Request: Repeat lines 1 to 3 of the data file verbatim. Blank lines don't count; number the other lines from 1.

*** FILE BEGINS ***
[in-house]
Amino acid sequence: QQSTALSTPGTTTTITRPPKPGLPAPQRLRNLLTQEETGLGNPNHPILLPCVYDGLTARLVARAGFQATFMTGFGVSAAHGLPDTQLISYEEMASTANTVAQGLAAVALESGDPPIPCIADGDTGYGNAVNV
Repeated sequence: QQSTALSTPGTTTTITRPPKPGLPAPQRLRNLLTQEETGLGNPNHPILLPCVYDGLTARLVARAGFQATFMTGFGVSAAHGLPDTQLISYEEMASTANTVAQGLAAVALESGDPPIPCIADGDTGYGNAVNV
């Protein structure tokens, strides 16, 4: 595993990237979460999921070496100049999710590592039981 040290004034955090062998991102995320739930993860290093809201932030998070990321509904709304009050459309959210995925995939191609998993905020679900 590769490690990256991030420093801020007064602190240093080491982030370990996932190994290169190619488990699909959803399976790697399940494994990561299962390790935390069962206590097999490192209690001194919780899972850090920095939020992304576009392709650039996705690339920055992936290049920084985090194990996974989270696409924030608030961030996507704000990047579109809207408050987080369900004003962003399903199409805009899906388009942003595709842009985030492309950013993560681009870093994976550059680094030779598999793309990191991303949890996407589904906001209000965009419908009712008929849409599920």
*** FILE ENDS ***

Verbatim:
[in-house]
Amino acid sequence: QQSTALSTPGTTTTITRPPKPGLPAPQRLRNLLTQEETGLGNPNHPILLPCVYDGLTARLVARAGFQATFMTGFGVSAAHGLPDTQLISYEEMASTANTVAQGLAAVALESGDPPIPCIADGDTGYGNAVNV
Repeated sequence: QQSTALSTPGTTTTITRPPKPGLPAPQRLRNLLTQEETGLGNPNHPILLPCVYDGLTARLVARAGFQATFMTGFGVSAAHGLPDTQLISYEEMASTANTVAQGLAAVALESGDPPIPCIADGDTGYGNAVNV